June 13, 2018
The drastic correction in oil prices between 2014 and 2017 left an indelible mark on energy companies and energy-centric real estate markets like Houston. The trauma of the downturn has generated a new culture of ultra-disciplined spending and doing more with less, even as oil prices have recovered in 2018.
Energy companies’ leasing strategies and space uses are evolving in response to industry cycles. When oil prices were high, energy companies were less concerned with real estate exposure. Many executed ‘large and long’ real estate strategies that secured massive amounts of space for an extended period of time. This over-commitment and inflexibility proved costly.
By and large, lease structures desired today are shorter, more flexible, and provide the ability to mitigate risk with options. Typically, this involves a core amount of space reserved for traditional occupancy with expansion options available for smaller amounts of space over the term. Rights to contract and/or terminate – also at various points throughout the lease term – are negotiated to provide the flexibility needed to manage operational fluctuations.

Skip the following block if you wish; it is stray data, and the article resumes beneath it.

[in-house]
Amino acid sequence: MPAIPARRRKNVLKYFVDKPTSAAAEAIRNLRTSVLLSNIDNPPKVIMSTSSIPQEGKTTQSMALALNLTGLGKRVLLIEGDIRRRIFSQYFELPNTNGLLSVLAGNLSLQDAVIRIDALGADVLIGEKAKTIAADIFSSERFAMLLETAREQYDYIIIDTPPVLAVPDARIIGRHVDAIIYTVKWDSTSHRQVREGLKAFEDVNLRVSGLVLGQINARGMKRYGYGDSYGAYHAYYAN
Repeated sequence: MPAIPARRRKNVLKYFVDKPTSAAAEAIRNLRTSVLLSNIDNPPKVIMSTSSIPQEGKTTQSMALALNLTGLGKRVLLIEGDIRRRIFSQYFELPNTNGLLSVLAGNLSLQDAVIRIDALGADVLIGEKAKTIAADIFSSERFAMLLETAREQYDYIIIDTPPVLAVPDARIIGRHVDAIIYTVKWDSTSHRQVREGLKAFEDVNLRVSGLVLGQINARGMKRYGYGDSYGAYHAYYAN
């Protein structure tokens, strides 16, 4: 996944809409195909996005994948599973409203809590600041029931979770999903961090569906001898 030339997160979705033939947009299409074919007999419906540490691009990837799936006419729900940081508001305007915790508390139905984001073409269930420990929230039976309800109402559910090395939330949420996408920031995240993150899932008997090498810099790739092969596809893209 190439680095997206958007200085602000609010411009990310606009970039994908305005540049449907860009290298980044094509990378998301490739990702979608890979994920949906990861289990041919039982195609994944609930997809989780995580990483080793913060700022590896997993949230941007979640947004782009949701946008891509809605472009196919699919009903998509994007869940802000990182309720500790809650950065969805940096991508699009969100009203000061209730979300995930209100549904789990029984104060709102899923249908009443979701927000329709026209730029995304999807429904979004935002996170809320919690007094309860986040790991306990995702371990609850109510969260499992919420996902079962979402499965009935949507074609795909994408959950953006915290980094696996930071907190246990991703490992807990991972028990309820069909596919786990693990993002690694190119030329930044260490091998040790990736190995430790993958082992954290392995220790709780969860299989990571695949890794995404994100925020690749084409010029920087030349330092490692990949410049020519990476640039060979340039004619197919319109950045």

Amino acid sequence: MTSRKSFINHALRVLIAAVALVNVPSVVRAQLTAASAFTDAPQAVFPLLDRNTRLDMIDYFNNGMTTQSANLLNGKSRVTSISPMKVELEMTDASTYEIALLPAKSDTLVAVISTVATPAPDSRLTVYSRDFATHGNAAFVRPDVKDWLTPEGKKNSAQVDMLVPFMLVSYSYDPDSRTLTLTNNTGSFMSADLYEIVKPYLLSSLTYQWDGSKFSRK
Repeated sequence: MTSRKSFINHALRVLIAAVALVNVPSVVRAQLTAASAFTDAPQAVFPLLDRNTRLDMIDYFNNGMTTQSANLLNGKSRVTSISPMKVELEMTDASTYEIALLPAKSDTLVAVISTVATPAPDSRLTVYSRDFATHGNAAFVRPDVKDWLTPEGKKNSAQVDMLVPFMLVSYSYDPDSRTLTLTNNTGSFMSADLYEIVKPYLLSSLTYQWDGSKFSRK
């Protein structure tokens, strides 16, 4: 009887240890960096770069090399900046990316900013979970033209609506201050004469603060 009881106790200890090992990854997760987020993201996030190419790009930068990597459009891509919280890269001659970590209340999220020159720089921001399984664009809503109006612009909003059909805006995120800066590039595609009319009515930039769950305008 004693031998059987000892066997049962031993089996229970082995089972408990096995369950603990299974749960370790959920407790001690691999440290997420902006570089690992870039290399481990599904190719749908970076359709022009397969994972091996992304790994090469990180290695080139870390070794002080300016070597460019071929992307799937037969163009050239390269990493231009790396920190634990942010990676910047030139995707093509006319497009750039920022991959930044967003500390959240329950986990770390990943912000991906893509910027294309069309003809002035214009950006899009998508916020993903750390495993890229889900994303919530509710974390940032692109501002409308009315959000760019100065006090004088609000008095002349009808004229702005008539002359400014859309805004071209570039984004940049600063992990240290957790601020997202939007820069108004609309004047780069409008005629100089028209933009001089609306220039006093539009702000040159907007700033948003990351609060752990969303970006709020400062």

Additionally, energy firms are exploring flexible or co-working space now more than ever. Flexible space allows companies to quickly contract without the burden of subleasing their space and expand rapidly without getting locked into long-term commitments. As flex space providers grow and their focus evolves from startups to more traditional corporate users, expect more energy companies to include flexible space in their corporate real estate strategies going forward.
Cost pressures in today’s environment and new workplace strategies are bearing their weight on an industry that has tended toward more traditional, office-heavy designs. Looking ahead, the movement toward modern properties that support efficient buildouts will accelerate. A more even split between open workstations and private offices with more hoteling, collaboration and private space will become the norm.